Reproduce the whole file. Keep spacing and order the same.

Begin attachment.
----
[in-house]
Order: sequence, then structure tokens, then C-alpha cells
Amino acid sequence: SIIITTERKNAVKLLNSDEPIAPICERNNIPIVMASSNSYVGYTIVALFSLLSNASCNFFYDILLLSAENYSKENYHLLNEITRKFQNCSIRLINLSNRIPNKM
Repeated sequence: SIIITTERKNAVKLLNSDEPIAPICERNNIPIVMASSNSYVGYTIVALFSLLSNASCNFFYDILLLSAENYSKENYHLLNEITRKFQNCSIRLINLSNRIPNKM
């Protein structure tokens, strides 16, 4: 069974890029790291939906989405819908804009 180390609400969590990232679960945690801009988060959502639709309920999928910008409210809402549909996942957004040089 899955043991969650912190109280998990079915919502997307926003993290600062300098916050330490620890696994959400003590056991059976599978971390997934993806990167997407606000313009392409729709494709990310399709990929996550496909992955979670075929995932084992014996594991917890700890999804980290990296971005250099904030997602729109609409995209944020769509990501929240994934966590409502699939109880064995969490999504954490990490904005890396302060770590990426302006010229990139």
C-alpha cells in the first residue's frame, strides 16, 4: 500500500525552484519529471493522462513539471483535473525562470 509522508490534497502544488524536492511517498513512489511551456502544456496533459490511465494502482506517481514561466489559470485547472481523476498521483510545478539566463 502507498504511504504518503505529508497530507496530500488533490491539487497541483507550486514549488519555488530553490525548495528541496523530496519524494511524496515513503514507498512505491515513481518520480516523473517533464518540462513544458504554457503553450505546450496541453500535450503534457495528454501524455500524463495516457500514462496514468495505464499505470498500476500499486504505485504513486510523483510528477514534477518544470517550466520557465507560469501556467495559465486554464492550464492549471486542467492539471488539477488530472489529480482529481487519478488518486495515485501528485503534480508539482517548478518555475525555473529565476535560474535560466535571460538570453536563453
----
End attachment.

[in-house]
Order: sequence, then structure tokens, then C-alpha cells
Amino acid sequence: SIIITTERKNAVKLLNSDEPIAPICERNNIPIVMASSNSYVGYTIVALFSLLSNASCNFFYDILLLSAENYSKENYHLLNEITRKFQNCSIRLINLSNRIPNKM
Repeated sequence: SIIITTERKNAVKLLNSDEPIAPICERNNIPIVMASSNSYVGYTIVALFSLLSNASCNFFYDILLLSAENYSKENYHLLNEITRKFQNCSIRLINLSNRIPNKM
């Protein structure tokens, strides 16, 4: 069974890029790291939906989405819908804009 180390609400969590990232679960945690801009988060959502639709309920999928910008409210809402549909996942957004040089 899955043991969650912190109280998990079915919502997307926003993290600062300098916050330490620890696994959400003590056991059976599978971390997934993806990167997407606000313009392409729709494709990310399709990929996550496909992955979670075929995932084992014996594991917890700890999804980290990296971005250099904030997602729109609409995209944020769509990501929240994934966590409502699939109880064995969490999504954490990490904005890396302060770590990426302006010229990139």
C-alpha cells in the first residue's frame, strides 16, 4: 500500500525552484519529471493522462513539471483535473525562470 509522508490534497502544488524536492511517498513512489511551456502544456496533459490511465494502482506517481514561466489559470485547472481523476498521483510545478539566463 502507498504511504504518503505529508497530507496530500488533490491539487497541483507550486514549488519555488530553490525548495528541496523530496519524494511524496515513503514507498512505491515513481518520480516523473517533464518540462513544458504554457503553450505546450496541453500535450503534457495528454501524455500524463495516457500514462496514468495505464499505470498500476500499486504505485504513486510523483510528477514534477518544470517550466520557465507560469501556467495559465486554464492550464492549471486542467492539471488539477488530472489529480482529481487519478488518486495515485501528485503534480508539482517548478518555475525555473529565476535560474535560466535571460538570453536563453